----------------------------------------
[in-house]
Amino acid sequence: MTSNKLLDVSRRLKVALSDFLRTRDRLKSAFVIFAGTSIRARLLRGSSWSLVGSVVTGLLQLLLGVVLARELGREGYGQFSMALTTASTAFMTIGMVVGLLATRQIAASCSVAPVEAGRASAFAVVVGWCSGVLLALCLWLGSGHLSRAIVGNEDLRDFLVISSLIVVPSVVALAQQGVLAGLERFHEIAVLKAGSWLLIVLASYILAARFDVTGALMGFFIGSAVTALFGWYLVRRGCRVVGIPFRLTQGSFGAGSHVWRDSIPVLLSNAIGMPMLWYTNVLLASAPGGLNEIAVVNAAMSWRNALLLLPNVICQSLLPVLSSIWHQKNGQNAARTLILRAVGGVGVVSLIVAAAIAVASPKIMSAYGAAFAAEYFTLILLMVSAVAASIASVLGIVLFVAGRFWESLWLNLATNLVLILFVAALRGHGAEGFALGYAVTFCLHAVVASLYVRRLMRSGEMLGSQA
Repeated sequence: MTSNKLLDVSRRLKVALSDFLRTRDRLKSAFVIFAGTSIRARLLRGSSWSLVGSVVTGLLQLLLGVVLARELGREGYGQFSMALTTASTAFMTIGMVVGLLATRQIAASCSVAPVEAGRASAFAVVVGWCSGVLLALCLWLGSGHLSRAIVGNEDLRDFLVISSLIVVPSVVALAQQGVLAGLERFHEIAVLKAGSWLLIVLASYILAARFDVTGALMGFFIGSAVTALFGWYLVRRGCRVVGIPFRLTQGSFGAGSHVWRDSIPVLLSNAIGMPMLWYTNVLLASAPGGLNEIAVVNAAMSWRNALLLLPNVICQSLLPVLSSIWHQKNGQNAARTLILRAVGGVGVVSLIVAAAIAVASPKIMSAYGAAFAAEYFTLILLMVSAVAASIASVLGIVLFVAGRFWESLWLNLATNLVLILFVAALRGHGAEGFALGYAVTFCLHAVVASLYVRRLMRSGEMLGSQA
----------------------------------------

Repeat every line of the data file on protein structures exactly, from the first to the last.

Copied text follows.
[in-house]
Amino acid sequence: MTSNKLLDVSRRLKVALSDFLRTRDRLKSAFVIFAGTSIRARLLRGSSWSLVGSVVTGLLQLLLGVVLARELGREGYGQFSMALTTASTAFMTIGMVVGLLATRQIAASCSVAPVEAGRASAFAVVVGWCSGVLLALCLWLGSGHLSRAIVGNEDLRDFLVISSLIVVPSVVALAQQGVLAGLERFHEIAVLKAGSWLLIVLASYILAARFDVTGALMGFFIGSAVTALFGWYLVRRGCRVVGIPFRLTQGSFGAGSHVWRDSIPVLLSNAIGMPMLWYTNVLLASAPGGLNEIAVVNAAMSWRNALLLLPNVICQSLLPVLSSIWHQKNGQNAARTLILRAVGGVGVVSLIVAAAIAVASPKIMSAYGAAFAAEYFTLILLMVSAVAASIASVLGIVLFVAGRFWESLWLNLATNLVLILFVAALRGHGAEGFALGYAVTFCLHAVVASLYVRRLMRSGEMLGSQA
Repeated sequence: MTSNKLLDVSRRLKVALSDFLRTRDRLKSAFVIFAGTSIRARLLRGSSWSLVGSVVTGLLQLLLGVVLARELGREGYGQFSMALTTASTAFMTIGMVVGLLATRQIAASCSVAPVEAGRASAFAVVVGWCSGVLLALCLWLGSGHLSRAIVGNEDLRDFLVISSLIVVPSVVALAQQGVLAGLERFHEIAVLKAGSWLLIVLASYILAARFDVTGALMGFFIGSAVTALFGWYLVRRGCRVVGIPFRLTQGSFGAGSHVWRDSIPVLLSNAIGMPMLWYTNVLLASAPGGLNEIAVVNAAMSWRNALLLLPNVICQSLLPVLSSIWHQKNGQNAARTLILRAVGGVGVVSLIVAAAIAVASPKIMSAYGAAFAAEYFTLILLMVSAVAASIASVLGIVLFVAGRFWESLWLNLATNLVLILFVAALRGHGAEGFALGYAVTFCLHAVVASLYVRRLMRSGEMLGSQA